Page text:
Mining: Bill developed with technical support from Escolhas seeks to improve control over the sale of gold and make the sector more transparent

Amends Law 7766 (11 May 1989) and Law 9613 (3 March 1998) in order to establish parameters on the marketing of gold, and revokes articles of Law 12844 (19 July 2013).

Tracking the origin of gold and increasing transparency are major challenges for reducing environmental impact and human rights violations in gold extraction in Brazil, an industry which is rife with illegality, particularly in the Amazon. Currently, the search for gold threatens over six million hectares of Indigenous Lands (TIs) and Conservation Units (UCs) in the Legal Amazon, as shown in a study by Escolhas.

The Bill (PL) 836/2021, drafted by the Instituto Escolhas and presented by Senator Fabiano Contarato (Rede/ES), aims to improve financial institutions’ control over the sale of gold, ensuring proof of the mineral’s legal origin and environmental compliance.

Larissa Rodrigues, Projects and Products Manager at the Instituto Escolhas, explains that currently, when wildcat gold miners sell to gold trading posts in the Amazon (which are part of the financial system), they need only show an identity document and fill out a form by hand to declare the metal’s origin, without requiring any kind of proof. As a result, illegal gold formally enters the financial market in an operation called ‘gold laundering’.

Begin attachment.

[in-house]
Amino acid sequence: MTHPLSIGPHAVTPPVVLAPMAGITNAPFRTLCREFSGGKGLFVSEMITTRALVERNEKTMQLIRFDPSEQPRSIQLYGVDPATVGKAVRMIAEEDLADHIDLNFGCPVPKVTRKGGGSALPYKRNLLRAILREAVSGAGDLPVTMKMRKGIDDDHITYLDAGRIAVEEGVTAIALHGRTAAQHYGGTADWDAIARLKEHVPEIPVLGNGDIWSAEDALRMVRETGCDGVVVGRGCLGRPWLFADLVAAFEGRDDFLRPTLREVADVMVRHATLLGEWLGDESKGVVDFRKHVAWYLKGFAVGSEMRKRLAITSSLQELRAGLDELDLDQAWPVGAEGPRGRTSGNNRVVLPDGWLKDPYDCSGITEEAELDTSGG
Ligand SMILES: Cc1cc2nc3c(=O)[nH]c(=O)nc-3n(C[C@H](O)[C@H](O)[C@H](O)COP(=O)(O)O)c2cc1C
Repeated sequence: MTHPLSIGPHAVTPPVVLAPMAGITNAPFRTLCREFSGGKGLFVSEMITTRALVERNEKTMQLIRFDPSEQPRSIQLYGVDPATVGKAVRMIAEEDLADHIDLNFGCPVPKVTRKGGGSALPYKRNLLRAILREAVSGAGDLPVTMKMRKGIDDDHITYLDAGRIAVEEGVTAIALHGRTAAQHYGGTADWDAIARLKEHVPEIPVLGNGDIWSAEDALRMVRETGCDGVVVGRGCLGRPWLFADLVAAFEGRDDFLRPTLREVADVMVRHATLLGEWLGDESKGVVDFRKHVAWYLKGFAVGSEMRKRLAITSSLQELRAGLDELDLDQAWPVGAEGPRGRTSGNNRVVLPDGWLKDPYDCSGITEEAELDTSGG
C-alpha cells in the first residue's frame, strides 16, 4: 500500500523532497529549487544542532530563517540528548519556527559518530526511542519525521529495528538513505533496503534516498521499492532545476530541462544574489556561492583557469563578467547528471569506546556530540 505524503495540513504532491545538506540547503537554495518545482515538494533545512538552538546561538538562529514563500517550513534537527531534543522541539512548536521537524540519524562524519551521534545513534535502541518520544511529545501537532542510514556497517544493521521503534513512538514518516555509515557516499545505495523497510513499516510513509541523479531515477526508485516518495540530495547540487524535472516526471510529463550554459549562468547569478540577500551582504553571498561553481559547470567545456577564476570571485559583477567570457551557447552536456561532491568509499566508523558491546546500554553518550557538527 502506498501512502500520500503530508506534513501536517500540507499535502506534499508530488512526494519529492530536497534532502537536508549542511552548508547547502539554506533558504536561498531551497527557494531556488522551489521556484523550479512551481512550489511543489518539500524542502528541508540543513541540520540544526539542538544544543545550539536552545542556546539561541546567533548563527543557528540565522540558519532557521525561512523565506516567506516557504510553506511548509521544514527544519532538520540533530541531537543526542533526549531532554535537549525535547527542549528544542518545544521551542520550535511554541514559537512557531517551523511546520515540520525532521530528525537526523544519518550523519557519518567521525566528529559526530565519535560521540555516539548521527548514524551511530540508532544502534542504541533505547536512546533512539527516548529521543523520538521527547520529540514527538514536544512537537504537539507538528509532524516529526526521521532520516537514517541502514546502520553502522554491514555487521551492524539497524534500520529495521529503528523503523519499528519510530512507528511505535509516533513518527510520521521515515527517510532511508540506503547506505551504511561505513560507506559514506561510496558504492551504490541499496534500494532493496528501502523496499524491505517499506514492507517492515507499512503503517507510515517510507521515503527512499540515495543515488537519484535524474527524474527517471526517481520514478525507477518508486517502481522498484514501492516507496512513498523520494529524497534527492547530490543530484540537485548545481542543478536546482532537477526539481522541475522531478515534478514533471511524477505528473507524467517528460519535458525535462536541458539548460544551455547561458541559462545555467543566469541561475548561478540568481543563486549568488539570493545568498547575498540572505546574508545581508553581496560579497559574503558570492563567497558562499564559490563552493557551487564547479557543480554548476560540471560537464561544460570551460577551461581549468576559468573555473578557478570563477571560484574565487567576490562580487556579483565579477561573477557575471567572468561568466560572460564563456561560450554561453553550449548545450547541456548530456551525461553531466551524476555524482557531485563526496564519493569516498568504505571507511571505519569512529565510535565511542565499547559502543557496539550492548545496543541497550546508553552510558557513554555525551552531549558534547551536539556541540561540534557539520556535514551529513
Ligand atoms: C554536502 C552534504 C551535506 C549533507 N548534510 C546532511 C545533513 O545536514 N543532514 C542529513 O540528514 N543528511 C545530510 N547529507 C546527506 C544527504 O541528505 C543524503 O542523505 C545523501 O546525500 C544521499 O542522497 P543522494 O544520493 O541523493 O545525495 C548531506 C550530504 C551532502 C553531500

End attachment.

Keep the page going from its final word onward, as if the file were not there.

“Seeing as the controls for commercialization are still weak, it is impossible to guarantee that the gold on the financial market did not originate from an Indigenous Land or Conservation Unit. That’s why PL 836/2021 is fundamental”, says Larissa.

Today, the negative impacts of gold prospecting in the Amazon are worsened by movements to regularize illegal wildcat gold mining activities, as well as by the Brazilian federal government’s PL 191/2020 – a bill designed to allow mining on Indigenous Lands, despite the fact that it has already been proven that this activity does not contribute to development for the Amazon, succeeding only in leaving the region impoverished, sick and uneducated (see more in the study “What is the real socioeconomic impact of gold and diamond mining in the Amazon?”).


Click here to see the text of PL 836/21 (Portuguese version).